On January 24, 1931, hundreds of spectators gathered in downtown Battle Creek to watch the dedication ceremony for the newly constructed Central National tower. It was quite the event, evidenced by the two radio stations broadcasting to listeners, half a dozen photographers, and even someone with a motion picture camera.
At the time, the Central National tower, known today as the Battle Creek Tower, was the tallest building in the city. It took only 299 days to build, which was the equivalent of 28,500 man days. To many in the community, the construction of this bank tower symbolized the current and future financial investment of Battle Creek. During the dedication ceremony, Mayor W.P. Plenty said, “[this building] marks the evolution of the city from a small town to a financial center.”
The Chicago-based architectural firm, Holabird & Root, whose famous work includes the Palmolive building and Soldier Field, designed the Central National Bank tower. The influences of the “big city” were very apparent in the modern designs of the Battle Creek high-rise. The banking room was the most unique, with gold-paneled ceilings, and an 18-foot mural, depicting Battle Creek’s last 100 years (1830-1930), was displayed on the north wall. A state-of-the-art mechanical ventilation system ensured that the air was changed four times an hour, by means of supply and exhaust fans.
Perhaps the most interesting material used in the construction of the Tower was a 75-year old black walnut tree. This tree was 23 feet tall, and had been preserved by the local government since 1914. There was interest in using it for the 1933 Chicago World’s Fair, but was instead procured by the new bank and cut into paneling for the lobby and banking room.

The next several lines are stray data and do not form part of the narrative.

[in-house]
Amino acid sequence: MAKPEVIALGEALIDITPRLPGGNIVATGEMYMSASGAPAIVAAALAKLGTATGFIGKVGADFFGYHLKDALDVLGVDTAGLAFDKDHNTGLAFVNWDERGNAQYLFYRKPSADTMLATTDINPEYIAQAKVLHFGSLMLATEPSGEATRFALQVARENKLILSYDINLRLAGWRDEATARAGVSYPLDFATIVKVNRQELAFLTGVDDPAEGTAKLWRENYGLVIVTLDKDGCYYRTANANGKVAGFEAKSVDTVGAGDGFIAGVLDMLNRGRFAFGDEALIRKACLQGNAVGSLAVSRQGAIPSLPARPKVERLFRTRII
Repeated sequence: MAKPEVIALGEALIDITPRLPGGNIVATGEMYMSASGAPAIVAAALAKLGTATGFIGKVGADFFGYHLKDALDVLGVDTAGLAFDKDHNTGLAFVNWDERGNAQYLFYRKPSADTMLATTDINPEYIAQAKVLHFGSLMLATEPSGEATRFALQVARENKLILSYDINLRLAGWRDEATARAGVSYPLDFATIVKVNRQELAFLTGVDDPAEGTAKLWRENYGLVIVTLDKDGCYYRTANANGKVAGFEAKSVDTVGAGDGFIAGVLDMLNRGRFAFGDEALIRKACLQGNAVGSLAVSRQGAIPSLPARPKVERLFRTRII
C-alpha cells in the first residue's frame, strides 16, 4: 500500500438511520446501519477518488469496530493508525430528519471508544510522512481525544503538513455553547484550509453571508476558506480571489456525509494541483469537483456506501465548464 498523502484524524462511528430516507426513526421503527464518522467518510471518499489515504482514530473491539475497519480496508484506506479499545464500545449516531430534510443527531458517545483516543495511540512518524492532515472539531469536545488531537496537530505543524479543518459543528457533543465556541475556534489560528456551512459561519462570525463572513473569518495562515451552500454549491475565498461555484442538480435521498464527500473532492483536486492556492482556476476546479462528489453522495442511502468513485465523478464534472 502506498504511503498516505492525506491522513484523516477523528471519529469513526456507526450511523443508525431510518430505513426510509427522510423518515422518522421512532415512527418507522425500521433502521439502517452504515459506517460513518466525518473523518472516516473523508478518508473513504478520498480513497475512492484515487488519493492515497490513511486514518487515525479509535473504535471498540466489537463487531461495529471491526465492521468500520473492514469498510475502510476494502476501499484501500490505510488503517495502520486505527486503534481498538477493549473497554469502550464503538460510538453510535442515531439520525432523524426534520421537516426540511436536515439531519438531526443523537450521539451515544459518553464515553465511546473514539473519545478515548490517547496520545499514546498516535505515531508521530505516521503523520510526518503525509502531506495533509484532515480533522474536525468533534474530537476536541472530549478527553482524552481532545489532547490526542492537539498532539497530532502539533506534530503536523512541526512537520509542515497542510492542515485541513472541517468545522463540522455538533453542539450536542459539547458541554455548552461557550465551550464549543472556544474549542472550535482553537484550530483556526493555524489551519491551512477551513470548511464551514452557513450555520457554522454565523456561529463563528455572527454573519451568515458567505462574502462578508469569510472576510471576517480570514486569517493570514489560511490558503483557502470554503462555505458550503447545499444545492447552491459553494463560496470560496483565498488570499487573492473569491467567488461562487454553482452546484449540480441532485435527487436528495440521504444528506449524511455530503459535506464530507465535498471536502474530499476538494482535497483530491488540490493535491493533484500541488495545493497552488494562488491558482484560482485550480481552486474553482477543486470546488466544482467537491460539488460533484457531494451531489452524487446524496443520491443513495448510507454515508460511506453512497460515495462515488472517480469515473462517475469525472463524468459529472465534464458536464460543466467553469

Preserving the history and significance of the Tower to future generations was important to the owners of the Central National Bank. During the dedication ceremony, a copper box time capsule was placed inside the cornerstone. Stone workers then guided a 1.5 ton granite slab into position while the president of the bank, Frank Evans, smoothed mortar beneath it, sealing the history inside the cornerstone.
Records indicate that among the contents of the copper time capsule box were various newspaper articles, records, autographed photos of local and federal government officials, and samples of bank equipment. Also inside was a small steel and chromium box containing commonly used items, not to be opened “for 1,000 years.”
While restoring the granite slabs on the exterior of the tower in the Spring of 2015, the Hinman team uncovered the cornerstone. To the best of their knowledge, the time capsule is still sealed inside. Although opening the cornerstone is tempting, Roger Hinman has decided to leave it untouched until 2031, exactly 100 years after the Tower was built. Until then, we are lucky enough to possess an original and complete edition of the Battle Creek Enquirer newspaper, published on June 14, 1931, written and published in celebration of the newly-built Central National tower.
All facts were taken from the Battle Creek Enquirer and the Evening News paper edition, Sunday, June 14, 1931.Go Back to News & Media